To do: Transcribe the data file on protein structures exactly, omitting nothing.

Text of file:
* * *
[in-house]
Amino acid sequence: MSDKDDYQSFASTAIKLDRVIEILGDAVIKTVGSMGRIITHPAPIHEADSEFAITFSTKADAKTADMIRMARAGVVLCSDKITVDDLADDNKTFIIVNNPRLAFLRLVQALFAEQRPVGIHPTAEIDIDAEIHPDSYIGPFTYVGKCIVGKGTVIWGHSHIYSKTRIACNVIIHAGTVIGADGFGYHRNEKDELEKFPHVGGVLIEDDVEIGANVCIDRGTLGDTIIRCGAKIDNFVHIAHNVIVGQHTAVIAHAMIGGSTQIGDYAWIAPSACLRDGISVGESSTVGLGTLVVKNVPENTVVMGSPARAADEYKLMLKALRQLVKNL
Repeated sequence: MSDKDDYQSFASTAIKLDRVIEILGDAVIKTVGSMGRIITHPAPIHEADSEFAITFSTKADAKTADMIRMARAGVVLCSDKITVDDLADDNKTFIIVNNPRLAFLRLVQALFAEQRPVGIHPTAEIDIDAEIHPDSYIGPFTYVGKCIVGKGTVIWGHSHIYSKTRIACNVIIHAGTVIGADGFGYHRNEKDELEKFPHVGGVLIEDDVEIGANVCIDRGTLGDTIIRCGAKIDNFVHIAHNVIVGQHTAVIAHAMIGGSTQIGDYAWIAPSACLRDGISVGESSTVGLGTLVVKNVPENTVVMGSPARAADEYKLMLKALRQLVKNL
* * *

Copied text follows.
[in-house]
Amino acid sequence: MSDKDDYQSFASTAIKLDRVIEILGDAVIKTVGSMGRIITHPAPIHEADSEFAITFSTKADAKTADMIRMARAGVVLCSDKITVDDLADDNKTFIIVNNPRLAFLRLVQALFAEQRPVGIHPTAEIDIDAEIHPDSYIGPFTYVGKCIVGKGTVIWGHSHIYSKTRIACNVIIHAGTVIGADGFGYHRNEKDELEKFPHVGGVLIEDDVEIGANVCIDRGTLGDTIIRCGAKIDNFVHIAHNVIVGQHTAVIAHAMIGGSTQIGDYAWIAPSACLRDGISVGESSTVGLGTLVVKNVPENTVVMGSPARAADEYKLMLKALRQLVKNL
Repeated sequence: MSDKDDYQSFASTAIKLDRVIEILGDAVIKTVGSMGRIITHPAPIHEADSEFAITFSTKADAKTADMIRMARAGVVLCSDKITVDDLADDNKTFIIVNNPRLAFLRLVQALFAEQRPVGIHPTAEIDIDAEIHPDSYIGPFTYVGKCIVGKGTVIWGHSHIYSKTRIACNVIIHAGTVIGADGFGYHRNEKDELEKFPHVGGVLIEDDVEIGANVCIDRGTLGDTIIRCGAKIDNFVHIAHNVIVGQHTAVIAHAMIGGSTQIGDYAWIAPSACLRDGISVGESSTVGLGTLVVKNVPENTVVMGSPARAADEYKLMLKALRQLVKNL